Flowering raspberry, Rubus odoratus, Indian Ridge Path

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Climbing Arborist at Mount Auburn Cemetery

July 21, 2021

Organization:

Are you tired of working in the commercial tree industry?  Do you have 2 or more years of solid climbing experience using rope and saddle and operating an aerial lift?  If you answered yes to both questions, then check us out!  We are seeking an experienced arborist to assist with maintaining our extensive collection of trees. The work will include: pruning, cabling, tree removals, plant health care, planting and other grounds maintenance tasks.

Mount Auburn Cemetery comprises 175 acres and is situated in Watertown and Cambridge MA. It is one of the oldest and best-preserved landscaped gardens in North America and continues to operate as an active cemetery.  As an accredited arboretum, Mount Auburn features 5,000 trees and more than 20,000 plants overall, representing 115 different botanical families and comprising more than 2,000 different taxa.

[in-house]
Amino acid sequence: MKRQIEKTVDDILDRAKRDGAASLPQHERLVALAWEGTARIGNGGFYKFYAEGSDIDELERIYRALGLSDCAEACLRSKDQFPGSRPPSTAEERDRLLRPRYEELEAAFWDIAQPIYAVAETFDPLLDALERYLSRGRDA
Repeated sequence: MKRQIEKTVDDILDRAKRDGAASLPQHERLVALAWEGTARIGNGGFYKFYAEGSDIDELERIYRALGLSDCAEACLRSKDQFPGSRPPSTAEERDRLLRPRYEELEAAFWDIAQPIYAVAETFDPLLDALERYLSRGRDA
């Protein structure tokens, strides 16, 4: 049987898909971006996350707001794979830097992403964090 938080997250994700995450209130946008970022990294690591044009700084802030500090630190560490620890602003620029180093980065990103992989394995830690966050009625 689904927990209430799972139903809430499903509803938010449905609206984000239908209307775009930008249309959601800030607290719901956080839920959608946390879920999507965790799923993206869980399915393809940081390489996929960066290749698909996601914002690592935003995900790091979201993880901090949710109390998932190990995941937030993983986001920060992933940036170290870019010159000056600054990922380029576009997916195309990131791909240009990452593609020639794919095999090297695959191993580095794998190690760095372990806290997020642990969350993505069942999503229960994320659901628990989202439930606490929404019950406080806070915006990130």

We offer full time, year-round employment in a safe working environment, well-maintained equipment, and an experienced horticulture staff. Competitive pay and a generous benefits package including 11 paid holidays, vacation and sick time, medical insurance, company matching 401k plan, uniforms, PPE, and paid continuing education and training.

Hourly Pay range $24 – $36/hour commensurate with experience.

Role and Responsibilities:

Performs tree maintenance, including pruning, cabling, fertilizing, planting, spraying, injecting and tree removals. Climbs with rope and saddle and operates an aerial lift. Performs a variety of other arboricultural and horticultural tasks as needed, such as plant pest monitoring and shrub pruning.
• Operate aerial lift, climb with rope and saddle, handle chipper, chainsaw, and hydraulic sprayer, stump grinder and Bobcat in a safe and proper manner
• Perform all necessary tree pruning, removals, storm damage repairs, cabling, and other tree work.
• Perform I.P.M. and plant health care functions, including pest monitoring, spraying pesticides, tree injections, and all required record keeping